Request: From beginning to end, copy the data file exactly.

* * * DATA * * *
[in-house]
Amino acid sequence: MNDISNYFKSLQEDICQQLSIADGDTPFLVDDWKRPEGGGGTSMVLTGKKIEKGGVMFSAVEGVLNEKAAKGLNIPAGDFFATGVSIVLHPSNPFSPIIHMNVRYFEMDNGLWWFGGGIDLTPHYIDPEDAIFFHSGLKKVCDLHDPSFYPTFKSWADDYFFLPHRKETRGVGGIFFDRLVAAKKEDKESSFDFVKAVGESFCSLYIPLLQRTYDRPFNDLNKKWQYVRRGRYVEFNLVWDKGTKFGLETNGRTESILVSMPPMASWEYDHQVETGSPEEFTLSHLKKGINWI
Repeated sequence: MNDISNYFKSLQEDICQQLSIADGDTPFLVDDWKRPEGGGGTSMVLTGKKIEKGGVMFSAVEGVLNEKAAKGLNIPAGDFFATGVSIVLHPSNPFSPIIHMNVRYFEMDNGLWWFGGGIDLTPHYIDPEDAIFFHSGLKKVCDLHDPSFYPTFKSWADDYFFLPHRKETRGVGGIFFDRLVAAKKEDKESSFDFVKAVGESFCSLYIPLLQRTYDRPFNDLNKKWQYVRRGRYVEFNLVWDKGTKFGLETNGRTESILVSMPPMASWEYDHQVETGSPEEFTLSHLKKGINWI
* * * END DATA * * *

[in-house]
Amino acid sequence: MNDISNYFKSLQEDICQQLSIADGDTPFLVDDWKRPEGGGGTSMVLTGKKIEKGGVMFSAVEGVLNEKAAKGLNIPAGDFFATGVSIVLHPSNPFSPIIHMNVRYFEMDNGLWWFGGGIDLTPHYIDPEDAIFFHSGLKKVCDLHDPSFYPTFKSWADDYFFLPHRKETRGVGGIFFDRLVAAKKEDKESSFDFVKAVGESFCSLYIPLLQRTYDRPFNDLNKKWQYVRRGRYVEFNLVWDKGTKFGLETNGRTESILVSMPPMASWEYDHQVETGSPEEFTLSHLKKGINWI
Repeated sequence: MNDISNYFKSLQEDICQQLSIADGDTPFLVDDWKRPEGGGGTSMVLTGKKIEKGGVMFSAVEGVLNEKAAKGLNIPAGDFFATGVSIVLHPSNPFSPIIHMNVRYFEMDNGLWWFGGGIDLTPHYIDPEDAIFFHSGLKKVCDLHDPSFYPTFKSWADDYFFLPHRKETRGVGGIFFDRLVAAKKEDKESSFDFVKAVGESFCSLYIPLLQRTYDRPFNDLNKKWQYVRRGRYVEFNLVWDKGTKFGLETNGRTESILVSMPPMASWEYDHQVETGSPEEFTLSHLKKGINWI